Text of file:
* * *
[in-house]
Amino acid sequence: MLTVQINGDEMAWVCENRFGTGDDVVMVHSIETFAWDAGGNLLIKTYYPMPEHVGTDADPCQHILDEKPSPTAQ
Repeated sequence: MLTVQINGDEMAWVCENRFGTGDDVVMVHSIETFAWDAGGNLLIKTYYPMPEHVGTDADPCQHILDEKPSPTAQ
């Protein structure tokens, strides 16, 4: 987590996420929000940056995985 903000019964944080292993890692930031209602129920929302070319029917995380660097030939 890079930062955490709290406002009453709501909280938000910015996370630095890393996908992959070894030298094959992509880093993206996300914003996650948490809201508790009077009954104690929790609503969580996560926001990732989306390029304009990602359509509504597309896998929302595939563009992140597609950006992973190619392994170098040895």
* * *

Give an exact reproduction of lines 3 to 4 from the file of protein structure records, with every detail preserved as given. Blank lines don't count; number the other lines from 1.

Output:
Repeated sequence: MLTVQINGDEMAWVCENRFGTGDDVVMVHSIETFAWDAGGNLLIKTYYPMPEHVGTDADPCQHILDEKPSPTAQ
């Protein structure tokens, strides 16, 4: 987590996420929000940056995985 903000019964944080292993890692930031209602129920929302070319029917995380660097030939 890079930062955490709290406002009453709501909280938000910015996370630095890393996908992959070894030298094959992509880093993206996300914003996650948490809201508790009077009954104690929790609503969580996560926001990732989306390029304009990602359509509504597309896998929302595939563009992140597609950006992973190619392994170098040895």